Ancient Greece was a particularly prolific period for culture and philosophy . In fact, it is not without reason that the history of Western thought is not explained without taking into account the great Greek thinkers.
In this ranking of the 15 most important Greek philosophers we will try to synthesize the work of each of the most influential thinkers who left a more outstanding legacy.
Greatest philosophers of Ancient Greece
When we speak of Ancient Greece we refer to the historical period that goes from 1200 B.C. to 146 B.C. , when the Dorian invasion of the Hellenic region took place.
Greek culture was so influential that even the Roman Empire adopted much of the thinking left by Plato, Socrates, Heraclitus, and many others.
These thinkers managed to make the thirst for knowledge their way of life. Let’s find out which were the 15 most important Greek philosophers . We leave out thinkers who would also deserve an honorable mention, such as Gorgias of Leontines, Diogenes Laertius, Plutarch, Hippocrates, and many others.
15. Heraclitus of Ephesus (540 – 480 B.C.)
Known by his nickname “The Dark One of Ephesus” , Heraclitus was born in a region of present-day Turkey. His work was aphoristic in the form of endless poems, so the knowledge he developed required detailed study.
He brought valuable knowledge to the world of physics, theorizing about a ‘natural principle’ and the incessant change of matter. His scientific postulates were the subject of analysis in later times.
- Learn more: “Heraclitus’s 35 Most Famous Quotes”
14. Epicurus of Samos (341 – 270 B.C.)
Epicurus was one of the most famous philosophers of Ancient Greece. He developed atomism and his philosophy of life was rational hedonism . In search of hedonic pleasure, he tried to abandon any form of pain on the basis of a frugal and detached life.
Unfortunately, few of Epicurus’ writings were preserved after his death, so we owe his legacy to Lucretius’ poems and to his correspondence with another philosopher: Diogenes Laertius.
- Read more: “The 40 best phrases of Epicurus of Samos”
13. Sophocles (496 – 406 B.C.)
Born in the city of Colono, Sophocles was a tragic poet and a very prominent thinker . Although his field of thought was more literature and drama than philosophy, his works were imbued with reflections and knowledge that other philosophers would later develop. He was the author of the famous Antigone and Oedipus Rex , considered to be true masterpieces of Greek tragic theatre.
Although he was a prolific writer, only seven of his Greek tragedies were preserved and became references of the genre for centuries.
- Learn more: “Sophocles’ 25 Best Famous Quotes”
12. Anaxagoras of Clazomena (500 – 428 B.C.)
Anaxagoras was a pre-Socratic philosopher who pioneered the notion of nous (νοῦς, mind or thought). Born in Clazomenas, in a region of present-day Turkey, he lived in Athens from his adolescence onwards.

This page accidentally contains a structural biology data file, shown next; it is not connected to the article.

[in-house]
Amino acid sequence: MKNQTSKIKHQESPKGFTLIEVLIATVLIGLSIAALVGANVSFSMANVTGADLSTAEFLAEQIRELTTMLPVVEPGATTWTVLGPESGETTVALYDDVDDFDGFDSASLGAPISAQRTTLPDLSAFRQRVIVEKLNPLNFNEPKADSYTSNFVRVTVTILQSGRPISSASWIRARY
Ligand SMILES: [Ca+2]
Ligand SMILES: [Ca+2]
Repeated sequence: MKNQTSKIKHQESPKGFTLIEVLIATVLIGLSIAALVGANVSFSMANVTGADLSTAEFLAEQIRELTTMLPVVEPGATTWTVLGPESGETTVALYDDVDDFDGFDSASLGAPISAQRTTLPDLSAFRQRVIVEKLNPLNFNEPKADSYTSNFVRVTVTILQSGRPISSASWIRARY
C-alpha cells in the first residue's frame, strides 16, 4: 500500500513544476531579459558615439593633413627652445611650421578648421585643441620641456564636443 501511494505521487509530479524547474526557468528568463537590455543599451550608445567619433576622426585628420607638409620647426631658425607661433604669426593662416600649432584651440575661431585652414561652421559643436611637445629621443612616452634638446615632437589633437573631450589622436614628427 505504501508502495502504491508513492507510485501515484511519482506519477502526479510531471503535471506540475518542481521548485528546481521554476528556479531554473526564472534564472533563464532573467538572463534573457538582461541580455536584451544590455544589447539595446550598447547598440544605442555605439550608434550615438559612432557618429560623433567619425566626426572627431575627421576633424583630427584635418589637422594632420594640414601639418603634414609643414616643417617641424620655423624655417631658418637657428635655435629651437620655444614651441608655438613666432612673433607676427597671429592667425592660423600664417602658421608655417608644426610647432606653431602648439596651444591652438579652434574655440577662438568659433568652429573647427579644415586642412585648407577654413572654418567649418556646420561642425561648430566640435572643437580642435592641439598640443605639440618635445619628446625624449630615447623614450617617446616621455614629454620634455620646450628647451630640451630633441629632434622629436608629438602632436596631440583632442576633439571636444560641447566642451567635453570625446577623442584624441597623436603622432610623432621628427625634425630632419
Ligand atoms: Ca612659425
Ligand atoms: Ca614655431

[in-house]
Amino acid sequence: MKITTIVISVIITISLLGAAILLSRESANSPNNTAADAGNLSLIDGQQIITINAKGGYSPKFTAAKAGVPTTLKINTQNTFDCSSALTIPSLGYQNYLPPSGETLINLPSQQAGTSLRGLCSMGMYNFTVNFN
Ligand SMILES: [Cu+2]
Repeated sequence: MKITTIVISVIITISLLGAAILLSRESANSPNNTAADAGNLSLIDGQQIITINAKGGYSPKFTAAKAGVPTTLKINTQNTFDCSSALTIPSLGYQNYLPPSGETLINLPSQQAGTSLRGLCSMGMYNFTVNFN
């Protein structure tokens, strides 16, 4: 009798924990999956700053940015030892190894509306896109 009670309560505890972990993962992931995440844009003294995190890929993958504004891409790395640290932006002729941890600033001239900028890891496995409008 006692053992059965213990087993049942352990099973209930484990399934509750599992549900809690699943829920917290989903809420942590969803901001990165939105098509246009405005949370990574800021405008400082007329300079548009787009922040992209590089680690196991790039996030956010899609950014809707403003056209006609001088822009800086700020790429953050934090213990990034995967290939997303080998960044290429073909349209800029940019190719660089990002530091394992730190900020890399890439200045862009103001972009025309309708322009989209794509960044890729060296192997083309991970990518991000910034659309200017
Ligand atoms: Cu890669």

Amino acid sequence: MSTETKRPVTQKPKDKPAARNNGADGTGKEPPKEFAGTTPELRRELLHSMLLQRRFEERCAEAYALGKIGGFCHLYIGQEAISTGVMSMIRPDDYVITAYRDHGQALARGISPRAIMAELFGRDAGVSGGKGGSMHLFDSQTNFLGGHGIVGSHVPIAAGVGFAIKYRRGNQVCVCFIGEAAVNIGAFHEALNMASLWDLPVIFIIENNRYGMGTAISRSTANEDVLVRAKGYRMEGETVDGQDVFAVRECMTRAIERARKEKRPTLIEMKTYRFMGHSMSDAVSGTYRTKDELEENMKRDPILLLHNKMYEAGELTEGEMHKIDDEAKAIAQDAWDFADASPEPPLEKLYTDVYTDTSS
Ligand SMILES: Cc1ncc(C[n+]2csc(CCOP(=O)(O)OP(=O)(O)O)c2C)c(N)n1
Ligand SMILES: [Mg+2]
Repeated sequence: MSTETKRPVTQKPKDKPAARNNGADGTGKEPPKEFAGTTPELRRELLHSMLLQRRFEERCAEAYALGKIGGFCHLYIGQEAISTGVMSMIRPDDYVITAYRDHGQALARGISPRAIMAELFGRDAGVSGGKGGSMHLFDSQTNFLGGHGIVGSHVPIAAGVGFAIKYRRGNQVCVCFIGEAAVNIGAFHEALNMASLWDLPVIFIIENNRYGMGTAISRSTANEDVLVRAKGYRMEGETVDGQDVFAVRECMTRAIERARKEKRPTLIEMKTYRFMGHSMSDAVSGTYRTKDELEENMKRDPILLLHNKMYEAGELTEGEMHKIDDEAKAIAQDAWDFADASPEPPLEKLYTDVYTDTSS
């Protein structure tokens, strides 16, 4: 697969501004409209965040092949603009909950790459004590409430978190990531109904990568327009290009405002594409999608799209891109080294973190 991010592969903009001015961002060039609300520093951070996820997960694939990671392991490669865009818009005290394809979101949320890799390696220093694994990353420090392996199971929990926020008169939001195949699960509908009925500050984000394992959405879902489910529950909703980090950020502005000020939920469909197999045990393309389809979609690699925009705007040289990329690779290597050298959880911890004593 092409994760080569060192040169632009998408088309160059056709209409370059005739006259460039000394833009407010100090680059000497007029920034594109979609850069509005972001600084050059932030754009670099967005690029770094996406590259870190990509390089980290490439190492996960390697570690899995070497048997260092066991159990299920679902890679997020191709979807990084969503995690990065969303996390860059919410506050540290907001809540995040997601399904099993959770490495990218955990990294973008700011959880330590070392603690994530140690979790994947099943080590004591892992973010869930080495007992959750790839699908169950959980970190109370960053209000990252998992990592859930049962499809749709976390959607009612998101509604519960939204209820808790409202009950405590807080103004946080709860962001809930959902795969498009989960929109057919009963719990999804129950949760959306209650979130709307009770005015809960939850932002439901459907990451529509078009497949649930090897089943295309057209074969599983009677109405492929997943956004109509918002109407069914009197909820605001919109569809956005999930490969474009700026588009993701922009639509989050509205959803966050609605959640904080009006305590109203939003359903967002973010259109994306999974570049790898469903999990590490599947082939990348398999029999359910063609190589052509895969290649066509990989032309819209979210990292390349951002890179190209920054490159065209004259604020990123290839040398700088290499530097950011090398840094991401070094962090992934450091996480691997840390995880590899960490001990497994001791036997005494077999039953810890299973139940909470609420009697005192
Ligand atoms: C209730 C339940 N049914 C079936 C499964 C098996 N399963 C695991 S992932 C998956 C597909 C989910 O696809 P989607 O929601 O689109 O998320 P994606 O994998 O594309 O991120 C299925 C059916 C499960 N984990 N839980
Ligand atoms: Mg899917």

For this Greek thinker, the philosophical ideas he worked on always revolved around nature itself. He left us a huge legacy with his descriptions of nature and the universe. In his texts, he argued that every element consisted of or came from another element, and in turn belonged to a whole.
- Read more: “Anaxagoras’ 13 best famous phrases”
11. Diogenes of Sinope (404 – 323 B.C.)
Born in Sinope, by the Black Sea, Diogenes the Cynic was one of the philosophers of Ancient Greece with a more ironic and humorous style . Although few manuscripts of Diogenes reached us, we know many of his ideas thanks to his faithful disciples and students.
He lavished himself on the art of discussion and oratory, and rejected any of the conventions of his time, taking refuge in a frugal and austere life, although he made no attempt to reform or change what he contested. It was his disciple Diogenes de Laercio who left a record of the master’s knowledge and theories.
10. Empedocles of Agrigento (495 – 444 B.C.)
Politician and philosopher, Empedocles devised the theory of the four roots: four basic elements (water, earth, fire and air) that are the essential components of everything that exists. He is also the author of the two “conditions” or “forces” of the world, from which he explained the problems of his time, such as corruption, hatred and love. The first force united what existed, while the second separated it.
His legacy originated a wave of poets and thinkers who, motivated by the theories of Empedocles and his four elements, initiated the field of atomic physics.
- Learn more: “The 12 best phrases of Empedocles”
9. Elea’s Parmenides (530 – 470 B.C.)
In a southern region of Magna Grecia was born Parmenides, a poet and thinker who questioned himself about existence . “Is it or is it not”, a question that he tried to answer and that was the object of analysis by philosophy for centuries, being one of the paradoxes that has made more rivers of ink flow.